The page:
people are when confronted with absolute belief, we do not deare contradiction in case we are accused of prejudice or racism and we would act the same if Hitler was Borat if that makes any sense. Now the other cultural reference I got was from a film by Peter Sellers Being There. This are two brilliant ideas so if you cook with the best the results can not be bad and so it is with this book,a good satire a little heavy to digest at times.
"Superb satire on modern life"
A very funny and perceptive book, superbly performed by Julian Rhind-Tutt. Timur Vermes' Hitler is a horribly plausible mixture of kindly gent and dictatorial megalomaniac. His pedantic inner dialogue brings Adrian Mole irresistibly to mind - up to the point where it spins from 'A leads to B leads to C therefore millions must die'.
The device of voicing Hitler with a German accent and the other characters in modern-day English emphasises the central character's cuckoo-like situation. I enjoyed the allegorical side of the novel - the parallels between the modern entertainment business's misjudgement of the fictional Hitler in the story and the political establishment's misjudgements in the 1930s. Even more fun is the Führer's incomprehension of modern habits like picking up after one's dog and his withering assessments of modern-day institutions like the tabloid press: 'The deaf man writes down what the blind man told him, the village idiot edits it and the other press houses copy it'.
Some of the satire is aimed at modern German politics, which is bound to go over the head of non-German readers. However, that only detracts slightly from the enjoyment and there is a very helpful translator's note at the end of the audio, which explains the main cultural and historical references.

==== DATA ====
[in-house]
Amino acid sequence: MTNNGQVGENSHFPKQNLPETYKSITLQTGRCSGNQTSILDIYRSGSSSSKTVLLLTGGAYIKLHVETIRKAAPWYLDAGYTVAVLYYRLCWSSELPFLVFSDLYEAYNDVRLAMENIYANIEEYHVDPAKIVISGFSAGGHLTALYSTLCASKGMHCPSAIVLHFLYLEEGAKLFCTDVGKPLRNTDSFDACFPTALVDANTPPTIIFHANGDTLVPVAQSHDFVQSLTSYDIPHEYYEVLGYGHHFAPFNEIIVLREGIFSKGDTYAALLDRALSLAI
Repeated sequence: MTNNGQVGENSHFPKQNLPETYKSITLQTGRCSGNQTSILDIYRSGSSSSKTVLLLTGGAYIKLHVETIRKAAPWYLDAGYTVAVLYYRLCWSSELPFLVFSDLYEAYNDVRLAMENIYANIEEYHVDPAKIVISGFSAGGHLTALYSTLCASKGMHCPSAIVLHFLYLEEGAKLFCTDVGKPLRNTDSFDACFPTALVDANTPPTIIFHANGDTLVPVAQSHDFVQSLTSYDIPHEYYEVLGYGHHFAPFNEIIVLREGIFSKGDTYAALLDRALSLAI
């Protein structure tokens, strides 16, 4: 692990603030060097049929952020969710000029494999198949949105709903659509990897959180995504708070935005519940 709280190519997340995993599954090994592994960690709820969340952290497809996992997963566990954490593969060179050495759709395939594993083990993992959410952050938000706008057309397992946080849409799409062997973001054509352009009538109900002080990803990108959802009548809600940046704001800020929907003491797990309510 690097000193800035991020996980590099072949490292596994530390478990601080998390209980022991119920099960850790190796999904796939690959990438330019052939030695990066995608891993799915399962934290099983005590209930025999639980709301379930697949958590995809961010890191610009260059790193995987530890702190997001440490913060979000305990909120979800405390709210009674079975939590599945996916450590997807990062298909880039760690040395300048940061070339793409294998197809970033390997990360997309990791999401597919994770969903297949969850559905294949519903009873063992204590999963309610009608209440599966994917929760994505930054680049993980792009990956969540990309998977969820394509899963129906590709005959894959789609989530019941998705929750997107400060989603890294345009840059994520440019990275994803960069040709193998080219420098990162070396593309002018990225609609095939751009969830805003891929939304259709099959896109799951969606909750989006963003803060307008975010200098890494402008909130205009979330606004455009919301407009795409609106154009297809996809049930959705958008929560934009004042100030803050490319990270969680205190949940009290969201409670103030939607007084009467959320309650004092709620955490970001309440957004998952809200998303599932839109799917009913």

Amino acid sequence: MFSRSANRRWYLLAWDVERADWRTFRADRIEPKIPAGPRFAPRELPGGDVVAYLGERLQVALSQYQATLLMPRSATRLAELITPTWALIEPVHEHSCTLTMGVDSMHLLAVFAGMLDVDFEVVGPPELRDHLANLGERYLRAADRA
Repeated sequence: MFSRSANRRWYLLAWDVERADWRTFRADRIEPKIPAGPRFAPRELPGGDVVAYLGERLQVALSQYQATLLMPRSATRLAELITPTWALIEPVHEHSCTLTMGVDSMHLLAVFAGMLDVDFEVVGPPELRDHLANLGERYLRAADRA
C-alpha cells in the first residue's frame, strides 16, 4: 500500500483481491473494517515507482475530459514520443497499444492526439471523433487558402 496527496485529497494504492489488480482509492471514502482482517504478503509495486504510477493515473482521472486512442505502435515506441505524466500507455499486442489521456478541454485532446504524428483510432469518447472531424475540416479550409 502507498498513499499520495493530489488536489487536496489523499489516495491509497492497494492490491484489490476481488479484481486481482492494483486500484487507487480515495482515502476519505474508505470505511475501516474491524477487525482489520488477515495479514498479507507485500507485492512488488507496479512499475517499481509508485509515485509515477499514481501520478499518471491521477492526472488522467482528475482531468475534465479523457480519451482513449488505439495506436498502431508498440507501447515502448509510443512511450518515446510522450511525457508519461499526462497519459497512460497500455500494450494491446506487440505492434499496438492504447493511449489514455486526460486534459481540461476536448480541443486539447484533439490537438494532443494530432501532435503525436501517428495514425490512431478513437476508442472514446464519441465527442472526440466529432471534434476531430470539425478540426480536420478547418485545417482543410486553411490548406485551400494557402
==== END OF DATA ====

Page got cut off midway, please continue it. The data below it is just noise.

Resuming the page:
A first-class effort all round. It could be a tough act for Vermes to follow but I hope that J R-T will be persuaded to narrate more books in future.
"Really not great"
Nothing really, the book is interesting, but more from a meta perspective of the Germans trying to make hitler humorous than for any of the actual content
asides from being generally unfunny (in the same vein as the psycopath test in a lot of ways) the main downside is the book just randomly ends rather than having a proper conclusion.
i dunno really, the narration itself was fine, but overall didn't seam very inspiring
nobody, just needs some more development
"a nightmare dressed up as a dream"
have not read print version. fantastic narration, one of the best I have heard in years.
hotel booker sabatsky because its becomes easier to see why people become enthusiastic for an ideology they know little about
recommend this book to anyone who has a vague psychological idea of how the whole human process of becoming involved in a movement bigger than oneself.